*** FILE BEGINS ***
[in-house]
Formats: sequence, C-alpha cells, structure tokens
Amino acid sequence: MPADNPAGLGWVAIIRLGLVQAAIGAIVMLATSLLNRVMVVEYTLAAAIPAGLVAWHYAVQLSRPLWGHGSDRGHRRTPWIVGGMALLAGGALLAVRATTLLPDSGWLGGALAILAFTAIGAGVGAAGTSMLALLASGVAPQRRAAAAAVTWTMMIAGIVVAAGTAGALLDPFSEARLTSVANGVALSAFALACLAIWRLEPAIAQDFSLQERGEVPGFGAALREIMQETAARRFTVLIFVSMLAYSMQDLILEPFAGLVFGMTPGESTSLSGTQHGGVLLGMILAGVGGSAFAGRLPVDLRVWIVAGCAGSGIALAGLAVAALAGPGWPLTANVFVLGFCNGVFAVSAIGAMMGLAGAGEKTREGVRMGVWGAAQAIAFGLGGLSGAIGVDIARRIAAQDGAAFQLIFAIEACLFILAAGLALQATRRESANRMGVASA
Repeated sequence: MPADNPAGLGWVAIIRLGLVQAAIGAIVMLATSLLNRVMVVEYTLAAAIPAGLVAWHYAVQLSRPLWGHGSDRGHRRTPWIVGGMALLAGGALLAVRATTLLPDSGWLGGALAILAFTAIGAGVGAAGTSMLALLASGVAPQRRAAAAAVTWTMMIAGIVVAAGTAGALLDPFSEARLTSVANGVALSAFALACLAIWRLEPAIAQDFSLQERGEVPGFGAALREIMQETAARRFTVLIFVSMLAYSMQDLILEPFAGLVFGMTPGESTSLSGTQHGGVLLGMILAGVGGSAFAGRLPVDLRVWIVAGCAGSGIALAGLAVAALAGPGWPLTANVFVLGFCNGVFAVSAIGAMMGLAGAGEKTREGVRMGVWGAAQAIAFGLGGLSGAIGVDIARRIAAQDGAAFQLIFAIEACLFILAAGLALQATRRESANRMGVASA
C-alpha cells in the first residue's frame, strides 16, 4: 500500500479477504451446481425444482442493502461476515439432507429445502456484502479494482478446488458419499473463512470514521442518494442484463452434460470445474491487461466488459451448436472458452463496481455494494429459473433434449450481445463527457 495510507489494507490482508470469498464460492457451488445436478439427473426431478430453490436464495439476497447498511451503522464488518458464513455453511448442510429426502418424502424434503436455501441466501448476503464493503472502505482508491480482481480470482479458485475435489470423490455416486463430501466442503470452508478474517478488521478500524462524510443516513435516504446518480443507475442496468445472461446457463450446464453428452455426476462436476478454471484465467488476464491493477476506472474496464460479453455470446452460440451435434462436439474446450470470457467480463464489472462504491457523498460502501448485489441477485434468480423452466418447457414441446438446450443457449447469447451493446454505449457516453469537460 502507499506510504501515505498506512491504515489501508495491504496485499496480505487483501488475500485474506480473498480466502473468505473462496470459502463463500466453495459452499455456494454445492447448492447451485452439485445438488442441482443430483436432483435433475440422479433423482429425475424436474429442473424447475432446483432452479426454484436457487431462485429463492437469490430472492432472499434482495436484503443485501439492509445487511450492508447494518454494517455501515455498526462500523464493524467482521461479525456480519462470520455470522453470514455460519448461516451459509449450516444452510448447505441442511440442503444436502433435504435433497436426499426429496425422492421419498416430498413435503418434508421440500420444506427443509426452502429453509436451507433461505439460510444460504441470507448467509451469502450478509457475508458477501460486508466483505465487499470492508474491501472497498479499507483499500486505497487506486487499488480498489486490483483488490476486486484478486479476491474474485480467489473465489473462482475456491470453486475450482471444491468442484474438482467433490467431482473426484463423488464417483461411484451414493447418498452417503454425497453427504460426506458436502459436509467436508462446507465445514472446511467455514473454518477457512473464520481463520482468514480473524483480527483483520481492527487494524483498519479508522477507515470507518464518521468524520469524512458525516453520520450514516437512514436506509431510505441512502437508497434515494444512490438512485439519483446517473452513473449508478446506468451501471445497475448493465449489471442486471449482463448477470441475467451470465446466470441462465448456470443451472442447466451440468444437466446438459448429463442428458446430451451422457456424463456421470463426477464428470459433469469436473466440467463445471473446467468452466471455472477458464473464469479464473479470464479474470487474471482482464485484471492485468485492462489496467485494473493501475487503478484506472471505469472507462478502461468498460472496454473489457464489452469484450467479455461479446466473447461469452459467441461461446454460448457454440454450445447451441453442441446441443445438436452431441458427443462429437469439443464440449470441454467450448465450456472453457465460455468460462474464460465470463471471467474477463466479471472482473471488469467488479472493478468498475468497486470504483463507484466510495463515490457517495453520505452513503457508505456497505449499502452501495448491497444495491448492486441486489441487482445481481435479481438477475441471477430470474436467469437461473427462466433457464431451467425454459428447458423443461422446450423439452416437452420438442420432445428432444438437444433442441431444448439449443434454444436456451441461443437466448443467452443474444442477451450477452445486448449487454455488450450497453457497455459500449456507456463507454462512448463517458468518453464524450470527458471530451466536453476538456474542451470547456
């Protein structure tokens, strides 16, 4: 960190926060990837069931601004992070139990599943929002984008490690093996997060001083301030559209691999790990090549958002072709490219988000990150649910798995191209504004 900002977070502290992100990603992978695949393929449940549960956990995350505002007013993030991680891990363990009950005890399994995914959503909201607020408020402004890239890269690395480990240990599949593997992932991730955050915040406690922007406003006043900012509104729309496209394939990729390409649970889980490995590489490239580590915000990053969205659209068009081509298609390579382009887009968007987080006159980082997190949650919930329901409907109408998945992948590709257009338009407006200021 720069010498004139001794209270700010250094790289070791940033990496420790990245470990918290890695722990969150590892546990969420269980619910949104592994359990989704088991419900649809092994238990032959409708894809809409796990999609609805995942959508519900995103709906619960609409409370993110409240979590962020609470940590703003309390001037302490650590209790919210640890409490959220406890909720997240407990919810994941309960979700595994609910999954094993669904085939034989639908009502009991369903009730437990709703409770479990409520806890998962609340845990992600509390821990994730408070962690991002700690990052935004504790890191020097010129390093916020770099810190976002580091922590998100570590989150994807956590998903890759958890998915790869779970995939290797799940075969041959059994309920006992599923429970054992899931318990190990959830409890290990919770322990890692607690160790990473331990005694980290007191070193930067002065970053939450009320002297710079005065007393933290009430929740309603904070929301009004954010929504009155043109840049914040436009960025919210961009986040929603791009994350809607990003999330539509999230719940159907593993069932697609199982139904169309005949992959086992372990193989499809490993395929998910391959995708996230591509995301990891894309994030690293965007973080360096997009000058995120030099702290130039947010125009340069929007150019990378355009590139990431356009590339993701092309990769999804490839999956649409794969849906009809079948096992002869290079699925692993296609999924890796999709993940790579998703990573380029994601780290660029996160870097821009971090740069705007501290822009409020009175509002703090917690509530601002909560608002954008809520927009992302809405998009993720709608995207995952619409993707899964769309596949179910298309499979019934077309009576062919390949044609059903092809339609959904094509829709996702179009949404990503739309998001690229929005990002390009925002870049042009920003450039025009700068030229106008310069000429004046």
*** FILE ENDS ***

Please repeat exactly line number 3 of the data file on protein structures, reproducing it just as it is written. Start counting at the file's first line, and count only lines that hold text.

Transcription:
Amino acid sequence: MPADNPAGLGWVAIIRLGLVQAAIGAIVMLATSLLNRVMVVEYTLAAAIPAGLVAWHYAVQLSRPLWGHGSDRGHRRTPWIVGGMALLAGGALLAVRATTLLPDSGWLGGALAILAFTAIGAGVGAAGTSMLALLASGVAPQRRAAAAAVTWTMMIAGIVVAAGTAGALLDPFSEARLTSVANGVALSAFALACLAIWRLEPAIAQDFSLQERGEVPGFGAALREIMQETAARRFTVLIFVSMLAYSMQDLILEPFAGLVFGMTPGESTSLSGTQHGGVLLGMILAGVGGSAFAGRLPVDLRVWIVAGCAGSGIALAGLAVAALAGPGWPLTANVFVLGFCNGVFAVSAIGAMMGLAGAGEKTREGVRMGVWGAAQAIAFGLGGLSGAIGVDIARRIAAQDGAAFQLIFAIEACLFILAAGLALQATRRESANRMGVASA